The initial establishment cost of building and operating a nuclear power plant are extremely costly, one of the main reasons that a number of developing nations, which would benefit from including nuclear in their energy mixes, are not funding the construction of NPPs. However, unlike most other forms of power generation, NPPs are good to go for pretty much the period of human lifetime. Fossil fuel plants generally require large-scale upgrading or even demolition and re-construction after 25 to 30 years. NPPs have a maximum lifespan of 70 to 80 years. 

Once stakeholders commit to the highly significant initial investment in nuclear facilities, such plants are proven to be hugely efficient energy producers, and actually produce electricity for a fraction of the fluid cost of fossil fuel plants and even some renewable plants which are costly in terms of ongoing cost of power generation. Basically, nuclear power plants are expensive to build but relatively cheap to run, even when waste disposal costs are taken into account.

American nuclear energy expert Rod Adams states, “The fundamental aspect of nuclear energy that fission heat is actually quite cheap. The average total production cost from a US nuclear power plant today is just 1.86 cents per kilowatt-hour. Nuclear plant owners [2008] in the US spent an average of just 0.49 cents per kilowatt hour for fuel and 1.37 cents per kilowatt hour for non-fuel O&M.”

South Africa’s lone NPP, Koeberg, was added to the nation’s power grid 33 years ago. Today it is South Africa’s cheapest and one of the most reliable sources of energy. It is actually considered to be an important revenue generator, apart from being a major employer, clean and relatively young.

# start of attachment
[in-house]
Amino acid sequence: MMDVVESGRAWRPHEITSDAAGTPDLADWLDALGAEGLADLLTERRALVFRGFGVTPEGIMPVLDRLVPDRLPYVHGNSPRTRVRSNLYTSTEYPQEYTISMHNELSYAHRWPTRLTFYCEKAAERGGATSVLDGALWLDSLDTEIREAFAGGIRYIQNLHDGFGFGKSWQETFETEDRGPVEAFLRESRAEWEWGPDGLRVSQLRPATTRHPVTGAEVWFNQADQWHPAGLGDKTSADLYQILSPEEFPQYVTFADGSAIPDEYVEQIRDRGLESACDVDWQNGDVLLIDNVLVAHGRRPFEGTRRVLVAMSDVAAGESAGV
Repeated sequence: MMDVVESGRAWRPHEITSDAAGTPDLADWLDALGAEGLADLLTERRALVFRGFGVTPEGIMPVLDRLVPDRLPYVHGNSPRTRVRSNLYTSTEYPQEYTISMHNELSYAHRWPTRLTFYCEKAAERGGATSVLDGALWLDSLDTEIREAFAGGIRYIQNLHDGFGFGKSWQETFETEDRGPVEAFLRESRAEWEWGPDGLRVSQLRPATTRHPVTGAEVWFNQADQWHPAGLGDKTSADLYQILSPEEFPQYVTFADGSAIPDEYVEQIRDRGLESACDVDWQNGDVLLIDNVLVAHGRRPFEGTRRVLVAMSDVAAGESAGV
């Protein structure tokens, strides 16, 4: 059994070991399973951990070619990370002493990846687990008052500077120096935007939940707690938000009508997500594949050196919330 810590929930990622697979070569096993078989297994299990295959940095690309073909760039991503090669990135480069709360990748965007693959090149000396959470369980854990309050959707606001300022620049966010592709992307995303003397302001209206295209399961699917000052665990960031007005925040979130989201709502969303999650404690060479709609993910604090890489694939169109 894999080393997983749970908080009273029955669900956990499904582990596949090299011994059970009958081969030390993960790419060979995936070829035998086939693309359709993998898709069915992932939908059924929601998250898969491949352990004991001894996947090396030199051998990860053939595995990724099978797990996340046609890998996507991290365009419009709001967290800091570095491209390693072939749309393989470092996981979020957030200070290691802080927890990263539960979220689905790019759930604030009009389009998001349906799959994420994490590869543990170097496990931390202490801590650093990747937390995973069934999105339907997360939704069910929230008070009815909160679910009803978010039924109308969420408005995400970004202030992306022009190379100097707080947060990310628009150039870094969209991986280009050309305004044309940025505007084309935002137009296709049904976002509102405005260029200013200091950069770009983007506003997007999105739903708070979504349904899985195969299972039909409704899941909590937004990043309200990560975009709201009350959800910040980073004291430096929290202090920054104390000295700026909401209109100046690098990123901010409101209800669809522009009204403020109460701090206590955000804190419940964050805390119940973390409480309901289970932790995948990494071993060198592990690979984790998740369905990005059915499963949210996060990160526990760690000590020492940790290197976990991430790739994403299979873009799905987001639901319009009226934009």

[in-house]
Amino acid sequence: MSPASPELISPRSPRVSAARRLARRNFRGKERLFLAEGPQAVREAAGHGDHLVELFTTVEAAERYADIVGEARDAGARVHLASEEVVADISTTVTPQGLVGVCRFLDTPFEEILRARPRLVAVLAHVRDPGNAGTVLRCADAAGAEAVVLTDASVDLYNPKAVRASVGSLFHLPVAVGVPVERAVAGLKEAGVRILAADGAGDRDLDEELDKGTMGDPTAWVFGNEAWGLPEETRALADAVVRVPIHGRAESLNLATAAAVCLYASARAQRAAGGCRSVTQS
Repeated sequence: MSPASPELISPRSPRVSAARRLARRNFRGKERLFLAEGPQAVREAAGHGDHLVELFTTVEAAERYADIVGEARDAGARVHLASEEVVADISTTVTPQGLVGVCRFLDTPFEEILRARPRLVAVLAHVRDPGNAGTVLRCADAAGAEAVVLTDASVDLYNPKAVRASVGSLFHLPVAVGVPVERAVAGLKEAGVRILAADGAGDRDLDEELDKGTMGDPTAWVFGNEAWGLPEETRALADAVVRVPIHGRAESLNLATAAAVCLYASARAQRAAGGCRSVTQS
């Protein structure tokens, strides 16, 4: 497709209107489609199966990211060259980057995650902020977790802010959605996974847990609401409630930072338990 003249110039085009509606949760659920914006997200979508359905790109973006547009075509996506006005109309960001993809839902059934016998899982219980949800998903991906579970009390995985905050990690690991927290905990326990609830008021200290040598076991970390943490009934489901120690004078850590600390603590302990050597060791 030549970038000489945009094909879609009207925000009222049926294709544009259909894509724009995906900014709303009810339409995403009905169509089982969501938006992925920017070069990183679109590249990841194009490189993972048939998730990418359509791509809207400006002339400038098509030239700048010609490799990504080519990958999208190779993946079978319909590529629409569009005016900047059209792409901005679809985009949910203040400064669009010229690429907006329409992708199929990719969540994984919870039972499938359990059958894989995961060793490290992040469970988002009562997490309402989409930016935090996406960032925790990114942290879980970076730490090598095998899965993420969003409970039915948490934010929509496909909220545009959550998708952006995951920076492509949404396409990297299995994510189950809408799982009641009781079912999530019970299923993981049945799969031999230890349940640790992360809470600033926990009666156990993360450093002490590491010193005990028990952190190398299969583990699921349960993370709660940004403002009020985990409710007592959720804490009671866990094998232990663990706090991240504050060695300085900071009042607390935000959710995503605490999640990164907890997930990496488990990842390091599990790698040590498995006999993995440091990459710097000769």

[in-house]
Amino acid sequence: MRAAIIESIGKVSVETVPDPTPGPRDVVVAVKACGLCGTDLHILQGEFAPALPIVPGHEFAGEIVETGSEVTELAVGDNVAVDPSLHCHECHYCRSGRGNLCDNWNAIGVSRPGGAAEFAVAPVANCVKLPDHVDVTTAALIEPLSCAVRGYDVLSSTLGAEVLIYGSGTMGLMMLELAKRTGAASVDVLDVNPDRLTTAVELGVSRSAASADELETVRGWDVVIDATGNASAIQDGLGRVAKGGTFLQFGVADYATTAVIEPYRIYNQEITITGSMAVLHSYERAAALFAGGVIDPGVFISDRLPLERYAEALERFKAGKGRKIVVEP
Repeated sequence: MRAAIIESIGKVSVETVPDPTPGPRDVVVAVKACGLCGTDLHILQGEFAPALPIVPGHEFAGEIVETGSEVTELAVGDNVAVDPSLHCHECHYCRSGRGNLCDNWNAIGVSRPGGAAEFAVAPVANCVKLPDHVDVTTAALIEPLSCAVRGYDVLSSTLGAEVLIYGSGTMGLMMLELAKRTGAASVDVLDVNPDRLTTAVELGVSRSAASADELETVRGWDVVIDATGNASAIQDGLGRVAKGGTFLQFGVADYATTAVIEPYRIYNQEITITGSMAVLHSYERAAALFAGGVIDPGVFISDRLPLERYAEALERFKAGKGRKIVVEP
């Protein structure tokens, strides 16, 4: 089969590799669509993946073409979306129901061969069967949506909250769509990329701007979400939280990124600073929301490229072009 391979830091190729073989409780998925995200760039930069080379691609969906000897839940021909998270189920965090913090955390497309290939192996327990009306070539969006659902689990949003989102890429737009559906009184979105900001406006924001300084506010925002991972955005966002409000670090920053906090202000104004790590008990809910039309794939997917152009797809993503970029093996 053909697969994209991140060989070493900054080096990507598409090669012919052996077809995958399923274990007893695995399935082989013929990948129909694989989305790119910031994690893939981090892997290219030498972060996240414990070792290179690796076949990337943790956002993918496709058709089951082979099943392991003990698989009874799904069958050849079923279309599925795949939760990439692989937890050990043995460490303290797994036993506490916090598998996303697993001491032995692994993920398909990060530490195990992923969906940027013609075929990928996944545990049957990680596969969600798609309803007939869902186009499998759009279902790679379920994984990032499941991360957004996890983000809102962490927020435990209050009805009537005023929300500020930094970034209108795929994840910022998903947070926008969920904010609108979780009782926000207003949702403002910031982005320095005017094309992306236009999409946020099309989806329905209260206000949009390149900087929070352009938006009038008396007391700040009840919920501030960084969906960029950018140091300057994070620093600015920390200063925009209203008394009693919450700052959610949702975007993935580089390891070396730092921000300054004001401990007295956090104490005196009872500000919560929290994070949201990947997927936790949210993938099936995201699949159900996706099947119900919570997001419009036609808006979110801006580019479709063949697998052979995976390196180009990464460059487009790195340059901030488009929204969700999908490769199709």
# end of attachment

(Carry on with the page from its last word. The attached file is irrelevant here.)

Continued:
Summing up

Just one year ago Oxford University physicist, cancer researcher and columnist, Dr David Robert Grimes wrote in The Guardian, “It is important also to see [power generation-related] disasters in the wider context of energy production: when the Banqiao hydroelectric dam failed in China in 1975 in led to at least 171000 deaths. Even windpower has resulted in more than 100 deaths since the 1990s. [It is important] to point out that every form of energy production has some inherent risk. Our reliance on fossil fuels is particularly costly, not only to the environment but to human health; each year, at least 1.3 million people are estimated to die from air pollution. More recent estimates put this figure at 5.5 million.”